Participating in group work plays a large part in the university experience and often well beyond – group tasks fulfil many purposes and are often built into assessments. Student feedback has often identified an adversity to working in groups, due to issues with conflict between group members, a lack of defined roles, students absenting themselves, ill-equipped leadership and poor organisation. However, it’s important that students are given the opportunity to enjoy rich group-based experiences and that they can identify and experience the value in. They can also help in managing feelings of isolation and may contribute to fostering good working and socially inclusive relationships.
Group work may include one-off activities, scaffolded class exercises and practice oriented tasks. It can take on a variety of purposes focussing on; teamwork, a product or outputs, or professional endeavours such as networking.
Engaging students with group work tasks and enable a satisfying experience for them will require academics to create an inviting environment for learning and to design meaningful and discipline-relevant activities. Additionally, it requires students to take initiative and feel a sense of accountability, in order to contribute meaningfully.
Keep it real
Students convey that group work topics that are relevant to their future world of work beyond the classroom and that they can relate to, are far more engaging, and worthy of investing their time into.
In her Master of Genetic Counselling program, Associate Professor, Dr Alison McEwen creates randomised groups in the virtual classroom from day one. This she cites as being authentic to the workplace as colleagues do not necessarily select the teams they work in.
Alison’s group tasks involve students utilising and practising the skills they will require in the profession. She creates authentic work environments, such as ethics committees, industry interviews and role-played counselling sessions, all as a part of her group assessment tasks. She also sets up formal and informal appraisal opportunities and student-moderated discussions to foster collaborative practices in students. To learn more about Alison’s practices, watch this webinar on experiences of doing group work in the remote learning environment.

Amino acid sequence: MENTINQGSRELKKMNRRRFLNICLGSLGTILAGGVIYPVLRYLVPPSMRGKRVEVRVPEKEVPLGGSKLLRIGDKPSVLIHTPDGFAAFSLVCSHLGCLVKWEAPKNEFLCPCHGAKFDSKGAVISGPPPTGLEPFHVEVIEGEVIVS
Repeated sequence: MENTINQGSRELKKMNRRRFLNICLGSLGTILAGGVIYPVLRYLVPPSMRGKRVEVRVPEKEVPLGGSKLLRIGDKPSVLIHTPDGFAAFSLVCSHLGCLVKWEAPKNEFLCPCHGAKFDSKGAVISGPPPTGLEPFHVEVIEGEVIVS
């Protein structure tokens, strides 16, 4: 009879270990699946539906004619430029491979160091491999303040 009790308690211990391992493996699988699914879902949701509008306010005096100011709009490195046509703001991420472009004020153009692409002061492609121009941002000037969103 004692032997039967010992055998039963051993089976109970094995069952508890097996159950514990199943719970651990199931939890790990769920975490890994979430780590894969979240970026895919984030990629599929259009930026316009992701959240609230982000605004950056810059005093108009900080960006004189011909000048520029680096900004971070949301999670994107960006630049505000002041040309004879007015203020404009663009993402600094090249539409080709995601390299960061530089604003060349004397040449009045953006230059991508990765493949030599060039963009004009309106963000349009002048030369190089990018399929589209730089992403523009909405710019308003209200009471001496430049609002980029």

Keep it social
One of the challenges students have when studying remotely is a sense of connection to other students. Students can be thrown into groups with people they don’t know, from different cultural and physical environments, leaders are not always identified or apparent, and students struggle to coordinate meetups. Students also experience other students absenting themselves, going away without leave (AWOL) and may rely on the tutor to manage this.
In order for groups to gain some gravitas, academics should be integral in assisting with group set-ups, managing them throughout the process and then following up for feedback towards the end. Groups should also be encouraged to meet informally too for online coffee catch-ups, social media chats or exercising together. As a part of their negotiated tasks and timelines students could also set up some group goals.
Keep it simple
Students rely on clear explanations in order to manage their group tasks. Feedback points are invaluable as students can have milestones to work towards and they can articulate and address issues early. Be clear about expectations and use good exemplars early, encourage students to create workable agendas for their groups, clearly explain the task and develop a sound rubric. Its also a good idea to put students into break-out groups to work on group tasks and make yourself available to pop in to each one to review or answer questions.
In group tasks, it is important that students have the opportunity to provide feedback about the input of their peers and reflect upon and evaluate their own experience. Tasks should provide opportunities for learners to make choices and be given time and instruction around reflection.
To find out more about designing and facilitating effective group tasks, read our Principles of Effective Group Work Applied Online.